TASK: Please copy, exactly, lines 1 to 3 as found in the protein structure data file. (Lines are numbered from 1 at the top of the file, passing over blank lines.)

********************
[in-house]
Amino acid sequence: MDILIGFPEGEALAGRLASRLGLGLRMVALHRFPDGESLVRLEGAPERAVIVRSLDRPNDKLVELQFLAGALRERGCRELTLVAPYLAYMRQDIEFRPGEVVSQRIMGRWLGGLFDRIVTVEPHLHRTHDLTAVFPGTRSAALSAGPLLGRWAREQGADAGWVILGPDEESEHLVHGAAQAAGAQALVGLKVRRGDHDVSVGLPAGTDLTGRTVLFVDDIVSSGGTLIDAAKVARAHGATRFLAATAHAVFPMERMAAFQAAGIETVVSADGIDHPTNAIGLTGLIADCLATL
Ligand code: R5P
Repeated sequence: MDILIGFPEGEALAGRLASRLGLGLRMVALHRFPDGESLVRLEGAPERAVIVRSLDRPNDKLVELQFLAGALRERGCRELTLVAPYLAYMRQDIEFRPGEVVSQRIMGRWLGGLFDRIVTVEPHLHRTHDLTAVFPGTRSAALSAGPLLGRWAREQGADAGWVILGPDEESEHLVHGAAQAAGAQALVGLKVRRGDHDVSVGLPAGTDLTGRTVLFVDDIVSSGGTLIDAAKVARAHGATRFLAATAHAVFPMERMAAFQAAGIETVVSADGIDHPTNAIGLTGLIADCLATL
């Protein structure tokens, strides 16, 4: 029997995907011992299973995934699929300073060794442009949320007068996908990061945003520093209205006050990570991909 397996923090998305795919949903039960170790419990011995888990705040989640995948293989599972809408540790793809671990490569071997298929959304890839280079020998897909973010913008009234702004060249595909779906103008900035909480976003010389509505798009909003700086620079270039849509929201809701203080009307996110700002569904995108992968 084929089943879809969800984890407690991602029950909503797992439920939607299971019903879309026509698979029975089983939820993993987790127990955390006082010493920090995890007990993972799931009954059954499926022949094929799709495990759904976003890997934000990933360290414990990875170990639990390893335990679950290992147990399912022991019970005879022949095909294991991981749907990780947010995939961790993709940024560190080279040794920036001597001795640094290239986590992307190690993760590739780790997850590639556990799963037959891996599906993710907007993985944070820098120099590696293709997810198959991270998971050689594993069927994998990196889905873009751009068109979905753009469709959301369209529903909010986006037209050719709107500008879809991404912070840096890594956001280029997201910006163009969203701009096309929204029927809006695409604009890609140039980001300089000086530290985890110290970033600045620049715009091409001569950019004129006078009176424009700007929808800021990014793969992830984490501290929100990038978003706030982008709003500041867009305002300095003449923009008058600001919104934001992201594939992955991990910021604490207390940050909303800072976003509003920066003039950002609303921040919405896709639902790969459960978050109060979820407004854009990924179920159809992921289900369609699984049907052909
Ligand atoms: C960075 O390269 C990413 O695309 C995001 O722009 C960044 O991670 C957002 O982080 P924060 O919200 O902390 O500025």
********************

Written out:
[in-house]
Amino acid sequence: MDILIGFPEGEALAGRLASRLGLGLRMVALHRFPDGESLVRLEGAPERAVIVRSLDRPNDKLVELQFLAGALRERGCRELTLVAPYLAYMRQDIEFRPGEVVSQRIMGRWLGGLFDRIVTVEPHLHRTHDLTAVFPGTRSAALSAGPLLGRWAREQGADAGWVILGPDEESEHLVHGAAQAAGAQALVGLKVRRGDHDVSVGLPAGTDLTGRTVLFVDDIVSSGGTLIDAAKVARAHGATRFLAATAHAVFPMERMAAFQAAGIETVVSADGIDHPTNAIGLTGLIADCLATL
Ligand code: R5P